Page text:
InViennaWeWerePoetry Fri 31-May-13 21:34:08

DC is currently in year 3, although this is the first year she's done at school in the UK and her attendance record is atrocious. It was suggested by family she was kept back a year and did year 3 again but I understand that isn't an option. It's not definite yet, but if it were to happen we will most likely be given custody in the next couple of weeks, so before the summer holidays. So if by the time we started looking for places it was the summer holidays, would we still be under the old rules and go through the Local Authority? Sorry to drip feed.

What sort of thing would normally be considered grounds for appealing?

HedgeHogGroup Fri 31-May-13 21:45:00

Will the child be classed as 'looked after'? In that case you'll get her in to whatever school you want.

InViennaWeWerePoetry Fri 31-May-13 22:04:18

HedgeHogGroup- I'm not sure, what would constitute 'looked after'? It would be private fostering, with a view of going down the special guaridanship/adoption route. Would that be the case even if the school was already full?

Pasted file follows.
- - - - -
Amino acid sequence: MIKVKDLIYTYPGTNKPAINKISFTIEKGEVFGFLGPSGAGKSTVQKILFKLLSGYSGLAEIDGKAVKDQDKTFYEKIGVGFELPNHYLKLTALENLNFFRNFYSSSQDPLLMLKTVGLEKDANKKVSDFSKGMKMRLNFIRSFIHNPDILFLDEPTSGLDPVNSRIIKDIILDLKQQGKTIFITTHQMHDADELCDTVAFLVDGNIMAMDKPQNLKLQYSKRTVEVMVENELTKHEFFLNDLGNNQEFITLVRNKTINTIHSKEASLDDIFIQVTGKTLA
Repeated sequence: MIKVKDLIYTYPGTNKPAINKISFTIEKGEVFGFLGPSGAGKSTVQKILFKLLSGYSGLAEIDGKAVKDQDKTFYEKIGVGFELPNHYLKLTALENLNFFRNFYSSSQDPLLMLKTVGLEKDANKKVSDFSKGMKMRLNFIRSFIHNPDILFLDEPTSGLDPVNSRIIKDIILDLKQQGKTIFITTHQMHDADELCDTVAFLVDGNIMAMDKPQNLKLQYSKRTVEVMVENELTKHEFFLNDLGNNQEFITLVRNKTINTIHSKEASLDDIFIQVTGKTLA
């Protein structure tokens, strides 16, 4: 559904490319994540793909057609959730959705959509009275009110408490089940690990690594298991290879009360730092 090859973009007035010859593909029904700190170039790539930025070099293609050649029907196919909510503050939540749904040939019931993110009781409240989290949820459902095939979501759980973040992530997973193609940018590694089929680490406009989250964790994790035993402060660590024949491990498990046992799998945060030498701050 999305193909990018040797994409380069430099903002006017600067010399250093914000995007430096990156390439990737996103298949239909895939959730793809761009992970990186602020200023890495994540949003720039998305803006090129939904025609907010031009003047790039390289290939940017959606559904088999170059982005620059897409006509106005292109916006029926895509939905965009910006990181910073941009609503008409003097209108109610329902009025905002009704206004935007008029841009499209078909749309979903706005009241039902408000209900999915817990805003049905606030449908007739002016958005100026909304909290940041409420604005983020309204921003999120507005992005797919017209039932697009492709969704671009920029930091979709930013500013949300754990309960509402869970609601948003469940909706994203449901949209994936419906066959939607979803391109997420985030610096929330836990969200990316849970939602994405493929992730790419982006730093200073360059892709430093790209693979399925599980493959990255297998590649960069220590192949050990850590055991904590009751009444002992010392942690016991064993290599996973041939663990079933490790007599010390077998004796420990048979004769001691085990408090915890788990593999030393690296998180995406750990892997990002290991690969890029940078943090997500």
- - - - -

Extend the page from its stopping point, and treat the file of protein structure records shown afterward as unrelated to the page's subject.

prh47bridge Fri 31-May-13 23:50:41

A child being "looked after" just gets you to the head of the queue. If the school is full you won't get a place. And it doesn't sound like this child would be classed as "looked after" in any case. That covers children in local authority care or being provided with accommodation by the local authority.

Jenny70 Sat 01-Jun-13 08:59:36

It's all easy peasy if there is space. Talk to local auth, give them child's dob and they will tell you which schools have places in that year group.

If the local schools are full, then it gets tricky. They have to offer you a place, and if more than 2 miles they give assistance in transport .... but by the sounds this child needs stability, local friends etc.

Also talk to your local auth about what documentation you need - they won't take your word that this unrelated child is living with you, presumably some legal agreement will be needed to allow you to enrol child etc.

Good luck, hopefully being an older year good schools may have space.

learnandsay Sat 01-Jun-13 12:53:47

Would it help if the OP specified whether or not the custody that she's referring to is legal custody or not?

InViennaWeWerePoetry Sat 01-Jun-13 13:47:58